Most Active Stories
- W&I Researchers Find Single Family Rooms Better For NICU Babies
- TGIF: 17 Things to Know About Rhode Island Politics & Media
- Seth Magaziner Staffing Up With Jeff Padwa & Andrew Roos
- Almost 15 Years After Cornel Young Jr.'s Death, How Much Has Changed in Rhode Island?
- 'Warning Shot': Sen. Warren On Fighting Banks, And Her Political Future
Tue December 24, 2013
A Refugee's Story: From Hunger To Health And Hope
Refugees from all over the world work at Edesia, a nonprofit manufacturing plant that makes a fortified peanut butter paste for treating malnutrition in kids. You can hear the story I did about Edesia here. While I was touring Edesia's factory and learning about the company's work, I heard much more than I could ever fit into a minutes-long radio story - incredible stories of survival, renewal. Many of them were once recipients of the very aid Edesia now makes.
Andrew Kamara, Edesia's shipping manager, has one of those stories. He was gracious enough to share it with me, and I'm honored to be able to share some of it here. I hope it touches and inspires you as much as it did me.
Kamara taught me that, besides suffering from the lingering effects of malnutrition and other kinds of physical harm, many refugees arrive in their newly adopted country suffering from post-traumatic stress (hundreds come to Rhode Island every year, by the way). It may take years to recover, or even a lifetime.
Here's part of Kamara's story:
Kamara is from Sierra Leone, a small country in Western Africa, where a bit more than a decade ago a rebel army rose, funded by "blood diamonds" and supported by the war criminal Charles Taylor. When the smoke cleared, tens of thousands lay dead or maimed.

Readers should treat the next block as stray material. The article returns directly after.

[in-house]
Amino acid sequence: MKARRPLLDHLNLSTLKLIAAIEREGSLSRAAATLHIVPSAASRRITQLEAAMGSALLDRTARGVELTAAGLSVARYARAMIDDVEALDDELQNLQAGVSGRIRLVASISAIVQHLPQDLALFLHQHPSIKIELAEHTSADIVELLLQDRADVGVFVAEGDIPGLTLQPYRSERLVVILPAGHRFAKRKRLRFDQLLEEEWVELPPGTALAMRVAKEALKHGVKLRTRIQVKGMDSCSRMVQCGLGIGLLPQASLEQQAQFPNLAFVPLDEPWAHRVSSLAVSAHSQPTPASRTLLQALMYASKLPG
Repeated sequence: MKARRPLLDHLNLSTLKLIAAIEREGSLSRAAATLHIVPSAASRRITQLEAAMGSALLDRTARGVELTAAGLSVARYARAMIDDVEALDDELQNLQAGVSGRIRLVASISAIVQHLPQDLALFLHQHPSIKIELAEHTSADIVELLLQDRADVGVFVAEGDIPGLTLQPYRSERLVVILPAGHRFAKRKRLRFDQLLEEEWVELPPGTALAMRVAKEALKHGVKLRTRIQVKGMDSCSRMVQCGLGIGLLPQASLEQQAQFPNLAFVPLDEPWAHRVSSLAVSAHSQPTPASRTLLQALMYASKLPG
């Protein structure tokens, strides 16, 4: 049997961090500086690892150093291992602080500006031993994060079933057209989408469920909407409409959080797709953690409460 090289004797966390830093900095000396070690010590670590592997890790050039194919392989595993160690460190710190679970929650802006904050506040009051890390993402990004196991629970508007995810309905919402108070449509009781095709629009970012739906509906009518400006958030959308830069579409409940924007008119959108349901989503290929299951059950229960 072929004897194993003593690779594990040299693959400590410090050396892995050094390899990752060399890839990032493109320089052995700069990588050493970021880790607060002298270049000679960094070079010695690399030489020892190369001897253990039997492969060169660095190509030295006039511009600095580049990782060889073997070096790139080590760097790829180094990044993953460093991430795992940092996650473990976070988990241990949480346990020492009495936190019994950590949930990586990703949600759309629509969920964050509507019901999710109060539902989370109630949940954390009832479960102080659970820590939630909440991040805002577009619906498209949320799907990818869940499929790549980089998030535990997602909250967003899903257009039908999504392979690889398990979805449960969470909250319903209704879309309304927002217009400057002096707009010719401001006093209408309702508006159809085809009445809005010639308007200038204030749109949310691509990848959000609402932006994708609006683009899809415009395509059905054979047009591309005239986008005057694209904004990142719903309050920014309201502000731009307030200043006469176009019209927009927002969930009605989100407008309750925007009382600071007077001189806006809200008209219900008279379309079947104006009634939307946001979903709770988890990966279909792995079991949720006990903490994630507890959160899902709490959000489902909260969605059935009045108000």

Kamara's family had been living a relatively comfortable life; his father was foreign-educated and worked for the government. That placed him on the rebels' hit list, however. And Kamara told me that, to keep the family safe during the early years of the conflict, they had to keep on the move.
“At age 16 I was already displaced many times in my country, Sierra Leone. I was still in high school, and you hear of rebel attacks in the southern part of the country, and then in the east, and then in the northern part of the country, and it kept going around," he said, "and the only safe place was the western part of the country which was the seat of government.”
Things 0nly got worse. Then one night, Kamara said his father made the most difficult of decisions. He gathered the family for a meeting.
"And my dad said, 'I’ve received some intelligence and the rebels are probably 10 miles away from the capitol.'
"We could hear their gun fire, we could see in the middle of the night they’re dropping bombs, mortar bombs, and it was just, a really tough situation for kids and adults and families. So my dad also, who was getting more involved in government, decided to leave. And I remember my uncle showed up and said, You know, you cannot be traveling with your family because there are rebels all around us right now. My uncle was a member of the military, and he knew they were going to lose. He said, 'There’s no way we’re going to make it out here. So you need to leave and leave now. I would suggest that you split your family because you’re a well-known person and if you’re caught by rebels your family will be slain. And we’d just also learned that our dad’s name was on the list for beheadings.”